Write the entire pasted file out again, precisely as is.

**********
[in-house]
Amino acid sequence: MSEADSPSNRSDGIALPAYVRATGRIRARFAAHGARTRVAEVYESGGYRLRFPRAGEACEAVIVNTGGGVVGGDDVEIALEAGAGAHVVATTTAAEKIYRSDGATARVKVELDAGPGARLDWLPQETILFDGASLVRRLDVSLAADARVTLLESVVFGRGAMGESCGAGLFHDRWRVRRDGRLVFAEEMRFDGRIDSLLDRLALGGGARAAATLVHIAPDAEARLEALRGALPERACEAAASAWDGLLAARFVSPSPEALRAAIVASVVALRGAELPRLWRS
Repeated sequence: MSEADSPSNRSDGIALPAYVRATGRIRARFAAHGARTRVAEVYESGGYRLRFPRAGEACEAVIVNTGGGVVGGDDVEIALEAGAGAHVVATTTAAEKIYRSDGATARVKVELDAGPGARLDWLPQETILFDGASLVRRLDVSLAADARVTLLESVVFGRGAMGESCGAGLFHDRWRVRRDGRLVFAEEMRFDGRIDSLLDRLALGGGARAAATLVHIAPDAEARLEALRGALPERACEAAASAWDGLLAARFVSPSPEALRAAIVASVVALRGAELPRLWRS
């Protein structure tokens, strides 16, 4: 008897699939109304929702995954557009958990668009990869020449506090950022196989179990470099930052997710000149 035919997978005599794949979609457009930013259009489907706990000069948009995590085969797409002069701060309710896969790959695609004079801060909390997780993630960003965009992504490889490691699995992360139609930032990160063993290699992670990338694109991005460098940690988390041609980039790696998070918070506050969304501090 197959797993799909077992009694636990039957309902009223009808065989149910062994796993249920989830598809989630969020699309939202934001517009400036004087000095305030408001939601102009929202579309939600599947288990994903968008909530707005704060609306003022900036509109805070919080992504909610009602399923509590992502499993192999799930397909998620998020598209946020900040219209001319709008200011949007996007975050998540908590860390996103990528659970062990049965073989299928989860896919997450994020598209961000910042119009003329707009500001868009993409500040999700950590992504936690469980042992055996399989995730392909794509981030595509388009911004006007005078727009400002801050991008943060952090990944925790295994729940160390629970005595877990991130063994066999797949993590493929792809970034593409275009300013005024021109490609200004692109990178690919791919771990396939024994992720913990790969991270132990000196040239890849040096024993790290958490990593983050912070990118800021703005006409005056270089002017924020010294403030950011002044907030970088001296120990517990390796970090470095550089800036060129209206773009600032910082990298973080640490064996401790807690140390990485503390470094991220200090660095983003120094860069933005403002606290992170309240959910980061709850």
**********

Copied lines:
[in-house]
Amino acid sequence: MSEADSPSNRSDGIALPAYVRATGRIRARFAAHGARTRVAEVYESGGYRLRFPRAGEACEAVIVNTGGGVVGGDDVEIALEAGAGAHVVATTTAAEKIYRSDGATARVKVELDAGPGARLDWLPQETILFDGASLVRRLDVSLAADARVTLLESVVFGRGAMGESCGAGLFHDRWRVRRDGRLVFAEEMRFDGRIDSLLDRLALGGGARAAATLVHIAPDAEARLEALRGALPERACEAAASAWDGLLAARFVSPSPEALRAAIVASVVALRGAELPRLWRS
Repeated sequence: MSEADSPSNRSDGIALPAYVRATGRIRARFAAHGARTRVAEVYESGGYRLRFPRAGEACEAVIVNTGGGVVGGDDVEIALEAGAGAHVVATTTAAEKIYRSDGATARVKVELDAGPGARLDWLPQETILFDGASLVRRLDVSLAADARVTLLESVVFGRGAMGESCGAGLFHDRWRVRRDGRLVFAEEMRFDGRIDSLLDRLALGGGARAAATLVHIAPDAEARLEALRGALPERACEAAASAWDGLLAARFVSPSPEALRAAIVASVVALRGAELPRLWRS
């Protein structure tokens, strides 16, 4: 008897699939109304929702995954557009958990668009990869020449506090950022196989179990470099930052997710000149 035919997978005599794949979609457009930013259009489907706990000069948009995590085969797409002069701060309710896969790959695609004079801060909390997780993630960003965009992504490889490691699995992360139609930032990160063993290699992670990338694109991005460098940690988390041609980039790696998070918070506050969304501090 197959797993799909077992009694636990039957309902009223009808065989149910062994796993249920989830598809989630969020699309939202934001517009400036004087000095305030408001939601102009929202579309939600599947288990994903968008909530707005704060609306003022900036509109805070919080992504909610009602399923509590992502499993192999799930397909998620998020598209946020900040219209001319709008200011949007996007975050998540908590860390996103990528659970062990049965073989299928989860896919997450994020598209961000910042119009003329707009500001868009993409500040999700950590992504936690469980042992055996399989995730392909794509981030595509388009911004006007005078727009400002801050991008943060952090990944925790295994729940160390629970005595877990991130063994066999797949993590493929792809970034593409275009300013005024021109490609200004692109990178690919791919771990396939024994992720913990790969991270132990000196040239890849040096024993790290958490990593983050912070990118800021703005006409005056270089002017924020010294403030950011002044907030970088001296120990517990390796970090470095550089800036060129209206773009600032910082990298973080640490064996401790807690140390990485503390470094991220200090660095983003120094860069933005403002606290992170309240959910980061709850």